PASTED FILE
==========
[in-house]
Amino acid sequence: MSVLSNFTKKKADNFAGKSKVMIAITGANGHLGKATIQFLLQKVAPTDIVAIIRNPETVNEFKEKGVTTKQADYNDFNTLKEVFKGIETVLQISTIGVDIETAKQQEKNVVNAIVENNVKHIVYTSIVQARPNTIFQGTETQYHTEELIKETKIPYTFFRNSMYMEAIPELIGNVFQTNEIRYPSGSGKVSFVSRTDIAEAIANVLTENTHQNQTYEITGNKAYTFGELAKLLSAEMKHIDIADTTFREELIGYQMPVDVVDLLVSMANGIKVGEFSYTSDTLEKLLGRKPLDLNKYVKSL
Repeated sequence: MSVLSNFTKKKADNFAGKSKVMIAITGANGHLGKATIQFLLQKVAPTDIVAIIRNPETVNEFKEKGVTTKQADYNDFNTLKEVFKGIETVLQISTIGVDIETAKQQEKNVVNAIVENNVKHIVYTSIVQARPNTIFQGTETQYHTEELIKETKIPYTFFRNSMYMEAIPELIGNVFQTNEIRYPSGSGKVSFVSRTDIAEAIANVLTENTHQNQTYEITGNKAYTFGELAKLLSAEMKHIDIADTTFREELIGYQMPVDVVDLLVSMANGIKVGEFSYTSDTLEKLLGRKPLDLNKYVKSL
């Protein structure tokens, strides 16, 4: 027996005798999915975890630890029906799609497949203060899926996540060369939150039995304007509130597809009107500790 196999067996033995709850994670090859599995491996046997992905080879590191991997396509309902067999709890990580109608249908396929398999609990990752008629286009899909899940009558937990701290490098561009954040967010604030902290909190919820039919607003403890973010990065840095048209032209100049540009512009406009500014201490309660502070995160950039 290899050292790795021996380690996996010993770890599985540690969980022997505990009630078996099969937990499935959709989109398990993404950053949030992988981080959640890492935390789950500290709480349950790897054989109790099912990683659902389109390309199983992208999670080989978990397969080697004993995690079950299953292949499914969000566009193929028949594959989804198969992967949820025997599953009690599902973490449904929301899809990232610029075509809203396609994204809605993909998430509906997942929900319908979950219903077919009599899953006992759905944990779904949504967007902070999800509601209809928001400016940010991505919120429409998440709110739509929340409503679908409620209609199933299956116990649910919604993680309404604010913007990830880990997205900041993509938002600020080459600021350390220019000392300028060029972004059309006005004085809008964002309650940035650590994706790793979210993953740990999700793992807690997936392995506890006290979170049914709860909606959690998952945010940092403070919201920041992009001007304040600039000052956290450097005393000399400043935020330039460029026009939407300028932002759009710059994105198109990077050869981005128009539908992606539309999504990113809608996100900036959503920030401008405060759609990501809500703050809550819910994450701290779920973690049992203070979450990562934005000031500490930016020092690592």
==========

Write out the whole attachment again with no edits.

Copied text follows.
[in-house]
Amino acid sequence: MSVLSNFTKKKADNFAGKSKVMIAITGANGHLGKATIQFLLQKVAPTDIVAIIRNPETVNEFKEKGVTTKQADYNDFNTLKEVFKGIETVLQISTIGVDIETAKQQEKNVVNAIVENNVKHIVYTSIVQARPNTIFQGTETQYHTEELIKETKIPYTFFRNSMYMEAIPELIGNVFQTNEIRYPSGSGKVSFVSRTDIAEAIANVLTENTHQNQTYEITGNKAYTFGELAKLLSAEMKHIDIADTTFREELIGYQMPVDVVDLLVSMANGIKVGEFSYTSDTLEKLLGRKPLDLNKYVKSL
Repeated sequence: MSVLSNFTKKKADNFAGKSKVMIAITGANGHLGKATIQFLLQKVAPTDIVAIIRNPETVNEFKEKGVTTKQADYNDFNTLKEVFKGIETVLQISTIGVDIETAKQQEKNVVNAIVENNVKHIVYTSIVQARPNTIFQGTETQYHTEELIKETKIPYTFFRNSMYMEAIPELIGNVFQTNEIRYPSGSGKVSFVSRTDIAEAIANVLTENTHQNQTYEITGNKAYTFGELAKLLSAEMKHIDIADTTFREELIGYQMPVDVVDLLVSMANGIKVGEFSYTSDTLEKLLGRKPLDLNKYVKSL
């Protein structure tokens, strides 16, 4: 027996005798999915975890630890029906799609497949203060899926996540060369939150039995304007509130597809009107500790 196999067996033995709850994670090859599995491996046997992905080879590191991997396509309902067999709890990580109608249908396929398999609990990752008629286009899909899940009558937990701290490098561009954040967010604030902290909190919820039919607003403890973010990065840095048209032209100049540009512009406009500014201490309660502070995160950039 290899050292790795021996380690996996010993770890599985540690969980022997505990009630078996099969937990499935959709989109398990993404950053949030992988981080959640890492935390789950500290709480349950790897054989109790099912990683659902389109390309199983992208999670080989978990397969080697004993995690079950299953292949499914969000566009193929028949594959989804198969992967949820025997599953009690599902973490449904929301899809990232610029075509809203396609994204809605993909998430509906997942929900319908979950219903077919009599899953006992759905944990779904949504967007902070999800509601209809928001400016940010991505919120429409998440709110739509929340409503679908409620209609199933299956116990649910919604993680309404604010913007990830880990997205900041993509938002600020080459600021350390220019000392300028060029972004059309006005004085809008964002309650940035650590994706790793979210993953740990999700793992807690997936392995506890006290979170049914709860909606959690998952945010940092403070919201920041992009001007304040600039000052956290450097005393000399400043935020330039460029026009939407300028932002759009710059994105198109990077050869981005128009539908992606539309999504990113809608996100900036959503920030401008405060759609990501809500703050809550819910994450701290779920973690049992203070979450990562934005000031500490930016020092690592």